• Copies of Identification cards, driver's license, and/or passport.
  • Sacramental records and parents' marriage records.
  • All official transcripts.
  • Medical Physical Exam (Paid for by applicant and/or their medical insurance)
  • Psychological Assessment and Evaluation with IQ testing. (Paid for by the diocese)
  • A complete F.B.I./fingerprinting and state(s) sex offender and criminal, and financial history background checks. (Paid for by the diocese)
  • Completed various Release Forms.
  • Participation in the Catholic Mutual Group Safeguarding Program for Adults.
  • Read and Signed Universal Code of Conduct.
  • Autobiography (minimum of 4 pages).

4. Application Review

After the candidate submits all the information and necessary paperwork as outlined above, the Vocations Director recommends the candidate to the Bishop who always meets candidates personally. Once the Bishop approves, a review of the application is scheduled with the Clergy Formation Advisory Board. If the Board's vote is positive, the Bishop makes the decision, and discusses with the Vocations Director the next step. Once accepted by the Diocese the candidate will either continue their discernment at the St. Isaac Jogues House of Formation or begin the application process for the seminary to which he has been assigned to attend.  

Time Frame

Individual circumstances may adjust or vary the sequence of events outlined above. Applications may be submitted at any time of year. The general necessary time frame to compile and complete all required application material is between 2-3 months. Applicants normally receive word of acceptance or non-acceptance within two months of submitting a completed application.

What are the Stages of Priestly Formation?

Formation is first and foremost cooperation with the grace of God.

According to the latest Program of Priestly Formation, "The goal of priestly formation is to form missionary disciples so that they are ready for consecration as shepherds for God's People, sharing in the authority of Christ the Redeemer, who sent the Apostles to preach and to heal...The Gospel foundation of priestly formation precedes programs, structures and plans" (PPF6, #14-15).

That being said, once a seminarian is accepted by the diocese and accepted to a seminary, formation does begin in earnest. There are stages of formation as well as dimensions of formation at each stage. The stages are fleshed out below; the dimensions which the seminarian must form are summarized as:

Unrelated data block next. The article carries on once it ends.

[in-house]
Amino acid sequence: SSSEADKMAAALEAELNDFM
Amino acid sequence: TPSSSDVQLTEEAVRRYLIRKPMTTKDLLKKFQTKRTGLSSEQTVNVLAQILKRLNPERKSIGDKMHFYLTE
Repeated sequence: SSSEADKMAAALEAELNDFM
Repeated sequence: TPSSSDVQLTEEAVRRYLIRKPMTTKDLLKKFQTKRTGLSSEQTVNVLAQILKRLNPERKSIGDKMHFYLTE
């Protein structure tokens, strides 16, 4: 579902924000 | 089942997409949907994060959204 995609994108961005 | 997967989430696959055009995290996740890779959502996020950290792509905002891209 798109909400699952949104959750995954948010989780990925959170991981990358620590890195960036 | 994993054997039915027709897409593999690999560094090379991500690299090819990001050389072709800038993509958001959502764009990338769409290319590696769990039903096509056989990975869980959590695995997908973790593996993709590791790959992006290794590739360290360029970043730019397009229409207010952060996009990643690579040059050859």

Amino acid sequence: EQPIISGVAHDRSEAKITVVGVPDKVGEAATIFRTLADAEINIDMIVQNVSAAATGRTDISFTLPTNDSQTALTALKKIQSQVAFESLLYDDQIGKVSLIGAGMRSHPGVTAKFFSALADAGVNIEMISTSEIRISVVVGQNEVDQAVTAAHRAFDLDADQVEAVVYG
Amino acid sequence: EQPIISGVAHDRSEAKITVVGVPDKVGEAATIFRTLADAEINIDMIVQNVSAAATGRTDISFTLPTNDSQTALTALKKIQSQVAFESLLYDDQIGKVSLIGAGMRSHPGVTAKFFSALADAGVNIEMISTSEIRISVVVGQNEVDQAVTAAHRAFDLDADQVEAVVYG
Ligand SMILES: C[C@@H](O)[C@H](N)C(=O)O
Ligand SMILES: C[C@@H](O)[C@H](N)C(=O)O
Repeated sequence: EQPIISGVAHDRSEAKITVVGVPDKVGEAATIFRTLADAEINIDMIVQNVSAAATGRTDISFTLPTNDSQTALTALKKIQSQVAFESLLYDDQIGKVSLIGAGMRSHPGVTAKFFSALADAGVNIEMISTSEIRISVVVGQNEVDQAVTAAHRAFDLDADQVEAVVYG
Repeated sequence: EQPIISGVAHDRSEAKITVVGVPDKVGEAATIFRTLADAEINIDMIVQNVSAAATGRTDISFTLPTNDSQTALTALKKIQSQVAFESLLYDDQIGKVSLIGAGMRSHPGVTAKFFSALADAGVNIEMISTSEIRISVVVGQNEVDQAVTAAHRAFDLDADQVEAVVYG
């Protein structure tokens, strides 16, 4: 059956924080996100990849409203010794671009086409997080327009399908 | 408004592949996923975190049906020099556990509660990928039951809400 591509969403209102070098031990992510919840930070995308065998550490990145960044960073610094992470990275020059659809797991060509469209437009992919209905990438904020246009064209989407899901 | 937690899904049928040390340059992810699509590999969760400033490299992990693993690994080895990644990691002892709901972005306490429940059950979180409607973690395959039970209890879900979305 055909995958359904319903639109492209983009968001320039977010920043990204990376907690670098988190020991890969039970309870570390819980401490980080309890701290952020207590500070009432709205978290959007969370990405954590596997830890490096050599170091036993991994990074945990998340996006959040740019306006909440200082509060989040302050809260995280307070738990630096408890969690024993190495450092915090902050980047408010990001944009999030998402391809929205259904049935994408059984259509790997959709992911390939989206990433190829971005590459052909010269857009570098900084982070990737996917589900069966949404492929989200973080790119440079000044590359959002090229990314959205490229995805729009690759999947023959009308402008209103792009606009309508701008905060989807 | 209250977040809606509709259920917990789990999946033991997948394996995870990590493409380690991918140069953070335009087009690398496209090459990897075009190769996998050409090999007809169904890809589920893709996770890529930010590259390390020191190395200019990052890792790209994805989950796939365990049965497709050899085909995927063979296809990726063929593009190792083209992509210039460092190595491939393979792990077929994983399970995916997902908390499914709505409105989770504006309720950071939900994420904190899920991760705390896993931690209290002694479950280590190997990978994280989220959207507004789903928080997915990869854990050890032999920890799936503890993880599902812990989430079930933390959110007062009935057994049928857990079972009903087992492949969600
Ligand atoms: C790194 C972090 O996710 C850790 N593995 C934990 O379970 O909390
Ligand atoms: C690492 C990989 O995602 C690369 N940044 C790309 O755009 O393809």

“Through human formation the foundation is laid upon which the other dimensions can be received and lived.

Through spiritual formation, the seminarian learns to bring everything from the other dimensions into his relationship with Jesus Christ.

Through intellectual formation he comes to a deeper understanding of the truths of faith and the human person, enriching his relationship with God, his understanding of himself, and his service to others.

Through pastoral formation he learns how to apply and express the other three pillars of formation in pastoral charity, the overall goal of priestly formation.

It is through the integration of all four dimensions that the seminarian comes to the affective maturity and freedom needed for priestly service” (PPF6 #116).

The stages of formation are as follows:

Propaedeutic Stage: or preparatory stage. Aims to provide seminarians the foundation they need for a new way of life by developing habits of prayer, study, fraternity, trust and appropriate docility to formation.

Discipleship Stage: a systematic and rigorous formation that has at its core the goal of growing in an intimate relationship with Jesus Christ though a life of meditation and contemplation, as well as formation in virtue. The study of philosophy occurs during this stage.

Configuration Stage: in which the seminarian models his life on the self-donation of Jesus Christ, Shepherd and Servant, as he prepares more immediately for Holy Orders. It will include deeper contemplation of and a more intimate and personal relationship with the person of Christ with the aim of producing a greater priestly identity and spirituality. As he conforms himself more to the Shepherd, he grows in self-offering proper to the pastoral care of the sheep. The study of theology occurs during this stage.